• Education Reform
  • On her campaign website, Hartzler said, "I believe the best education occurs locally through the commitment of parents, local schools, teachers, and the community. Washington does not know what is best for our children. Parents and teachers know best. This premise should be the focus of any bill."
  • National Defense
  • On her campaign website, Hartzler said, "The federal government has the important Constitutional role to provide for the common defense. We have the best military in the world and it must remain the best. In our own Fourth District we have vital bases from which our men and women are called to defend freedom around the world. They must have the best equipment, latest technology, and proactive leadership that recognizes and funds all possible avenues of threat mitigation, including a strong missile defense."
  • A Citizen Legislator
  • On her campaign website, Hartzler said, "With your help, I will go to Congress as a true citizen legislator. I’ll fight for what we know is right. I’ll work to bring us back to a course that is true to our beliefs and right for America’s future. I’ll stand up for an America that allows each of us, regardless of the circumstances of our birth, to achieve the full measure of life." [6]

Specific votes

Fiscal Cliff

Voted "No" Hartzler voted against the fiscal cliff compromise bill, which made permanent most of the Bush tax cuts originally passed in 2001 and 2003 while also raising tax rates on the highest income levels. She was one of 151 Republicans that voted against the bill. The bill was passed in the House by a 257/167 vote on January 1, 2013.[7]



See also: Missouri's 4th congressional district elections, 2012

Hartzler was seeking re-election in 2012. She defeated Bernie Mowinski in the Republican primary. [8][9] She was re-elected on November 6, 2012.[10]

According to the Washington Post, redistricting has turned the 4th district from a safely conservative seat into a swing district. Hartzler faced real competition from Democrat Teresa Hensley, who recently had been raising more money than the incumbent.[11]

U.S. House, Missouri District 4 General Election, 2012
Party Candidate Vote % Votes
     Democratic Teresa Hensley 35.5% 113,120
     Republican Green check mark transparent.pngVicky Hartzler Incumbent 60.3% 192,237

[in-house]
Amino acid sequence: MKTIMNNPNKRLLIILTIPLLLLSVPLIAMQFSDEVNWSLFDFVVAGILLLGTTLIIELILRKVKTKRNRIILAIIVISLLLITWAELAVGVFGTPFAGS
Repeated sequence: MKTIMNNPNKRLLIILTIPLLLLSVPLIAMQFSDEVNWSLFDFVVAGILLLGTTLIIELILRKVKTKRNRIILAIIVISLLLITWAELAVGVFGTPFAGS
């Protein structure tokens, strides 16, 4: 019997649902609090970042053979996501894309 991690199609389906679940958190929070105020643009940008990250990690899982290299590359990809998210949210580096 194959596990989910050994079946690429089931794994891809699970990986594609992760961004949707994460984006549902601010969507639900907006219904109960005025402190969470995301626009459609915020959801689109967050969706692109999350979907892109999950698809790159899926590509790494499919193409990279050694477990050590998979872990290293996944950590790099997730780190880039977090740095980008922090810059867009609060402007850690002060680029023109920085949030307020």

Libertarian Thomas Holbrook 3.3% 10,407
     Constitution Greg Cowan 0.9% 2,959
Total Votes 318,723
Source: Missouri Secretary of State "Official Election Results, 2012 General Election"

Republican Primary

The primary took place on August 7.[12]

U.S. House, Missouri District 4 Republican Primary, 2012
Candidate Vote % Votes
Green check mark transparent.pngVicky Hartzler 84% 71,615
Bernie Mowinski 16% 13,645
Total Votes 85,260

Full history

Campaign donors

Comprehensive donor information for Hartzler is available dating back to 2010. Based on available campaign finance records, Hartzler raised a total of $2,884,133 during that time period. This information was last updated on May 16, 2013.[14]

Vicky Hartzler's Campaign Contribution History
Year Office Result Contributions
2012 U.S. House (Missouri, District 4) Won $1,510,603
2010 U.S. House (Missouri, District 4) Won $1,373,530
Grand Total Raised $2,884,133


Breakdown of the source of Hartzler's campaign funds before the 2012 election.

Hartzler won re-election to the U.S. House in 2012. During that election cycle, Hartzler's campaign committee raised a total of $1,526,893 and spent $1,016,702.[15]


Breakdown of the source of Hartzler's campaign funds before the 2010 election.
Hartzler was elected to the U.S. House in 2010. Her campaign committee raised a total of $1,373,530 and spent $1,351,176.[16]


Lifetime voting record

See also: Lifetime voting records of United States Senators and Representatives

According to the website GovTrack, Hartzler missed 29 of 1,698 roll call votes from Jan 2011 to Apr 2013 which is 1.7% of votes during that period. This is better than the median of 2.2% among the lifetime records of representatives currently serving. [17]

Ideology and leadership

See also: GovTrack's Political Spectrum & Legislative Leadership ranking

Based on an analysis of bill sponsorship by GovTrack, Hartzler is a "rank-and-file Republican" as of May 2013.[18]

Congressional staff salaries

See also: Staff salaries of United States Senators and Representatives